LEARNING CENTER 2Below are the links that will help you complete the activities in Learning Center 2.


Learning Center Two: Resources

  1. The How Stuff Works Web site includes a great article called "How Surfing Works" (Wilson, Tracy V., 11 June 2007. HowStuffWorks.com. 10 March 2010.) Written in everyday language without much scientific jargon, the entire article is well worth reading, but section six, "The Physics of Waves," is especially useful, and it includes a very good diagram.http://adventure.howstuffworks.com/outdoor-activities/water-sports/surfing.htm
  2. For another very good, very short explanation of waves and wave motion (this one is especially good at explaining what a wave is), see the "General Wave Motion" page (by Ron Kurtus, revised 24 June 2006) on the School for Champions Web site.http://www.school-for-champions.com/science/waves.htm
  3. Technical but readable, the Web page "Ocean Waves Styles and Patterns" on the Earth Science Australia Web site (last modified Sunday, January 10, 2010), supplies three really good pictures that show capillary waves, whitecap waves, and the formation of ocean swells in the open ocean.http://earthsci.org/processes/weather/waves/Waves.htm
  4. For a technical scientific explanation of waves, visit "Oceanography: Waves—theory and principles of waves, how they work and what causes them," by Dr. J. Floor Anthoni, 2000. The most useful sections are "Waves in the Environment," "Wave Motion" (read the first five paragraphs and skip the boxed insert), "Waves and Wind" (the first three paragraphs and the last paragraph), and "Waves Entering Shallow Water" (the first two paragraphs). This resource is especially good on how wind causes wave-size to increase.http://www.seafriends.org.nz/oceano/waves.htm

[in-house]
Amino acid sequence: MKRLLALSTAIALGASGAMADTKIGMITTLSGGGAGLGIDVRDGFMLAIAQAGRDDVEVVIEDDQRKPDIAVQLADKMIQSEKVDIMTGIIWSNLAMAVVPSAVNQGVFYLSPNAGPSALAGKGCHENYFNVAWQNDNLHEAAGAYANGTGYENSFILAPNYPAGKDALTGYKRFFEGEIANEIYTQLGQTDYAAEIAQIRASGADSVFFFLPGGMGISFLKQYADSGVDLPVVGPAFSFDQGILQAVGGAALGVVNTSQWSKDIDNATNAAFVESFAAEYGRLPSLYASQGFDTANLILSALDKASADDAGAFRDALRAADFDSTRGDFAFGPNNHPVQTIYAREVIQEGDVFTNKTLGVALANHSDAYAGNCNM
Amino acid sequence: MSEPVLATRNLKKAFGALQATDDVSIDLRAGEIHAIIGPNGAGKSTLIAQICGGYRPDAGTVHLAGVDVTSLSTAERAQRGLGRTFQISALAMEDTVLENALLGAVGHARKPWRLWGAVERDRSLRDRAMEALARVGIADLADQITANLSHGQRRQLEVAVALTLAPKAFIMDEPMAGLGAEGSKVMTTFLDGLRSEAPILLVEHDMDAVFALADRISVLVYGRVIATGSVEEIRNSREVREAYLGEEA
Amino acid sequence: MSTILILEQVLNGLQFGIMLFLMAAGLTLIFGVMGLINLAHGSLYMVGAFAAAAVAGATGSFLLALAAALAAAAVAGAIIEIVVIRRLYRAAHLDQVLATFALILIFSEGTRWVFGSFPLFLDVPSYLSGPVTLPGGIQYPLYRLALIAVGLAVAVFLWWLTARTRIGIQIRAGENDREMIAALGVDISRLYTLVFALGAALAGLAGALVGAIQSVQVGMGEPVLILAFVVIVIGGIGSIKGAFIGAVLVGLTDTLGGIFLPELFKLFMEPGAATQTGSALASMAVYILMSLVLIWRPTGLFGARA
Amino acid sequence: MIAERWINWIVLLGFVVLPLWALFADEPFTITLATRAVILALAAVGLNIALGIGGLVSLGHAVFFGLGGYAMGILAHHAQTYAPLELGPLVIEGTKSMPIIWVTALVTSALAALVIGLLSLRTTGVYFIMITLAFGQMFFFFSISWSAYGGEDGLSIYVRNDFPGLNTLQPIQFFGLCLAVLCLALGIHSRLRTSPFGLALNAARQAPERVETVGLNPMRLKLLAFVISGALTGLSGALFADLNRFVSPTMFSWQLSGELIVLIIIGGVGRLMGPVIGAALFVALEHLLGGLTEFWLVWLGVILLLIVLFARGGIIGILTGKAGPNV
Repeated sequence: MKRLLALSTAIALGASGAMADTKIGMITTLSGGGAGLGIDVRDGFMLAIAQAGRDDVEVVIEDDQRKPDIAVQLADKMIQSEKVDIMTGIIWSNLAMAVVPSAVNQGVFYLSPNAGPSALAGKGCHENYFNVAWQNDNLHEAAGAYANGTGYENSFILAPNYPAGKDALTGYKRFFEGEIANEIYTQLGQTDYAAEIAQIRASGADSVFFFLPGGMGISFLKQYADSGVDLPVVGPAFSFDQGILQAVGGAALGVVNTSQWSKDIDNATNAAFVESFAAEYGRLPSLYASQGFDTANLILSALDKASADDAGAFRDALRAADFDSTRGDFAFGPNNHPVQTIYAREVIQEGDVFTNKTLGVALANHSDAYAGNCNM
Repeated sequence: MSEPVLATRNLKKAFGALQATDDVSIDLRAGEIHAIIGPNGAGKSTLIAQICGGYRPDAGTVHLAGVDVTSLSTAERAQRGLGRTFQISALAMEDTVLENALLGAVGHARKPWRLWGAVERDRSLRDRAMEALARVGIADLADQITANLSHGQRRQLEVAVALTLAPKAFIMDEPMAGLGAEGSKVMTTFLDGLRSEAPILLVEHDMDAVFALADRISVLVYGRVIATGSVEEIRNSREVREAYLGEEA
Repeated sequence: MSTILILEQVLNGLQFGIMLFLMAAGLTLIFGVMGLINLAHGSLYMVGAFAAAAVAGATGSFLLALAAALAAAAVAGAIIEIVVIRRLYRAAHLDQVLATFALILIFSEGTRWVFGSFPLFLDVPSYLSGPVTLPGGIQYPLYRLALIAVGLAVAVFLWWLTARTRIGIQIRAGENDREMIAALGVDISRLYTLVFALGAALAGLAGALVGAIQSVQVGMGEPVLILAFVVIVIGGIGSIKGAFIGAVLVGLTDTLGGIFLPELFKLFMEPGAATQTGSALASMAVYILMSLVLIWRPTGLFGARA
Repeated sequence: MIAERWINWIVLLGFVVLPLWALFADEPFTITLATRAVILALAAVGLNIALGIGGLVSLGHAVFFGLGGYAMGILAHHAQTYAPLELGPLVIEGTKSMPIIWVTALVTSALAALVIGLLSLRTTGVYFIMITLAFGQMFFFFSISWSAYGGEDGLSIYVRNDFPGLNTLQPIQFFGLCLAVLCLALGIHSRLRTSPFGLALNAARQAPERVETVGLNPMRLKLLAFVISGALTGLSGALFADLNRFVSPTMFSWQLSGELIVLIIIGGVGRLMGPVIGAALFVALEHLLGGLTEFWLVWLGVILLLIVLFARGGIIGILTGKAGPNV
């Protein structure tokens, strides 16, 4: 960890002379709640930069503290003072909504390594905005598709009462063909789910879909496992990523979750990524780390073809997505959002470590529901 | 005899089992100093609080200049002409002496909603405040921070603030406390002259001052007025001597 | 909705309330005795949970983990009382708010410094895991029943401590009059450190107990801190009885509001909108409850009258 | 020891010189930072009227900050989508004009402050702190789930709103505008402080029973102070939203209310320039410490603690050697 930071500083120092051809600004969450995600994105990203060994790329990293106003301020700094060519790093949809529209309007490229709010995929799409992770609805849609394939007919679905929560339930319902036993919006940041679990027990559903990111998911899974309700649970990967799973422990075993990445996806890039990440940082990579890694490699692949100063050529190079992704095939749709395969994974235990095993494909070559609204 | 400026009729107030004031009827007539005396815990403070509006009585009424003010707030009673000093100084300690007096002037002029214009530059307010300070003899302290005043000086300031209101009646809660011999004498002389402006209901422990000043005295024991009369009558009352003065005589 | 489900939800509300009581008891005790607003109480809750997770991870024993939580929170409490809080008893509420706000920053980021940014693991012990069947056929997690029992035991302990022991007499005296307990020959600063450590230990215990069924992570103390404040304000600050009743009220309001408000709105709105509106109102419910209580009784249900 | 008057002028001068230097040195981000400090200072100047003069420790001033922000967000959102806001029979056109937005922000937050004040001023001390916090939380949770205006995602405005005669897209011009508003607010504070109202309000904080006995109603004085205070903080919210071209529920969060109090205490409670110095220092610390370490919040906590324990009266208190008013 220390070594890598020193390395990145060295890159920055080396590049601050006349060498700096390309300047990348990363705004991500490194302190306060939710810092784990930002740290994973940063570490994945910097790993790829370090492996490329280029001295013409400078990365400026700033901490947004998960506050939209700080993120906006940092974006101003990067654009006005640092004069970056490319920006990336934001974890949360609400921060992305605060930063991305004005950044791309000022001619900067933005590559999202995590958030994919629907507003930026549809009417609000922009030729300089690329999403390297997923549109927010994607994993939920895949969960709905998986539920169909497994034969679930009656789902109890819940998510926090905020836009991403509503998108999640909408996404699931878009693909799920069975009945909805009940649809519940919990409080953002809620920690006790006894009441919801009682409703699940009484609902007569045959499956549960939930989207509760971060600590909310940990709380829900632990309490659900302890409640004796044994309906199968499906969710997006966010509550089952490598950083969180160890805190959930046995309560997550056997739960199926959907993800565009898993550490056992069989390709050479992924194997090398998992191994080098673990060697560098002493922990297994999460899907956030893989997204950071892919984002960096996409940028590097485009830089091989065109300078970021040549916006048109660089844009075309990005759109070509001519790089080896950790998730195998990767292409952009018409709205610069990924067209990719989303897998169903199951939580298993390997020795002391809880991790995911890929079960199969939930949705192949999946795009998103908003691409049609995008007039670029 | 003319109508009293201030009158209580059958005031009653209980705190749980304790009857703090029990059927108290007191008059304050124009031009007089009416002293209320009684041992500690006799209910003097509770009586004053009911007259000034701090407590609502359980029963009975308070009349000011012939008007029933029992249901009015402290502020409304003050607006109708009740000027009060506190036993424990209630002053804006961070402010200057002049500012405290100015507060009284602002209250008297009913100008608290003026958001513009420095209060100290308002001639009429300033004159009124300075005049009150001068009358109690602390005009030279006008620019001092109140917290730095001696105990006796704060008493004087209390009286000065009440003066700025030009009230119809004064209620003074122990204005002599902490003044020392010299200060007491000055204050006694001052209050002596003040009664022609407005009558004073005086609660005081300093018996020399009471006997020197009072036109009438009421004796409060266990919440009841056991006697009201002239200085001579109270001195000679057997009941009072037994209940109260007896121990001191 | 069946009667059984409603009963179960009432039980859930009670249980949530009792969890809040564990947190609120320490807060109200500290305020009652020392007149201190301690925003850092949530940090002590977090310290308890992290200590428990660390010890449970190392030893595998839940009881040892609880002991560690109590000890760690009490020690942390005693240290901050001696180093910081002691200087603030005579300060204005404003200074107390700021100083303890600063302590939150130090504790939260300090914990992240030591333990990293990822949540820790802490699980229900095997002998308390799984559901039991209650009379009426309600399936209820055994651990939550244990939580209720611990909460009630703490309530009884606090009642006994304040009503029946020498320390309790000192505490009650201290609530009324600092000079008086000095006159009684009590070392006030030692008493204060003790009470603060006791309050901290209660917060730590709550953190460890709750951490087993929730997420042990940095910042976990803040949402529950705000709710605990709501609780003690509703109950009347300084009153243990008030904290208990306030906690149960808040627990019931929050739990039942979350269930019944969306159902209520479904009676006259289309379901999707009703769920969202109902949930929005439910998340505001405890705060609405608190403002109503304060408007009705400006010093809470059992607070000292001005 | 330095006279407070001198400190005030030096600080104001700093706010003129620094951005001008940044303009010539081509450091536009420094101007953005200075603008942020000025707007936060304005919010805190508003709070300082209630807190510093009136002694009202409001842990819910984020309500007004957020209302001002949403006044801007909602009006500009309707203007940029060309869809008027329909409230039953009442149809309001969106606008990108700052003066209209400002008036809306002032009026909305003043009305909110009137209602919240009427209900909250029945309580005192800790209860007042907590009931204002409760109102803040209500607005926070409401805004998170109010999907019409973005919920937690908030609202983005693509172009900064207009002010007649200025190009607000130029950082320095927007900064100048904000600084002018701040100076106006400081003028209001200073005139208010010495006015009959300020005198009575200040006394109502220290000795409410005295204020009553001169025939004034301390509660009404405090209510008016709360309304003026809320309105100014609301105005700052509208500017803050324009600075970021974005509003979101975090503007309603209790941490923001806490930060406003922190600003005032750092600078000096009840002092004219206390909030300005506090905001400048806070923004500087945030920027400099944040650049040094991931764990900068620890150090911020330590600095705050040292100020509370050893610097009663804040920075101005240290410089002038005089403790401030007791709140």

5. The Water Encyclopedia Web site’s "Waves" page (by Ron Crouse, March 10, 2010) provides excellent information about characteristics of waves, breaking waves, and the formation of waves at sea.http://www.waterencyclopedia.com/Tw-Z/Waves.html
  6. Fun for all ages, a whole-class group activity from the University of Southern California’s Sea Grant Program (link is to a pdf):http://www.usc.edu/org/seagrant/Education/IELessons/Docs/RideTheWaves.pdf
  7. For highly technical language accompanied by wonderfully revealing diagrams: http://hyperphysics.phy-astr.gsu.edu/hbase/Waves/watwav2.html
  8. One more technical site for bodacious wave scientists:http://www.antrimdesign.com/articles/waves.html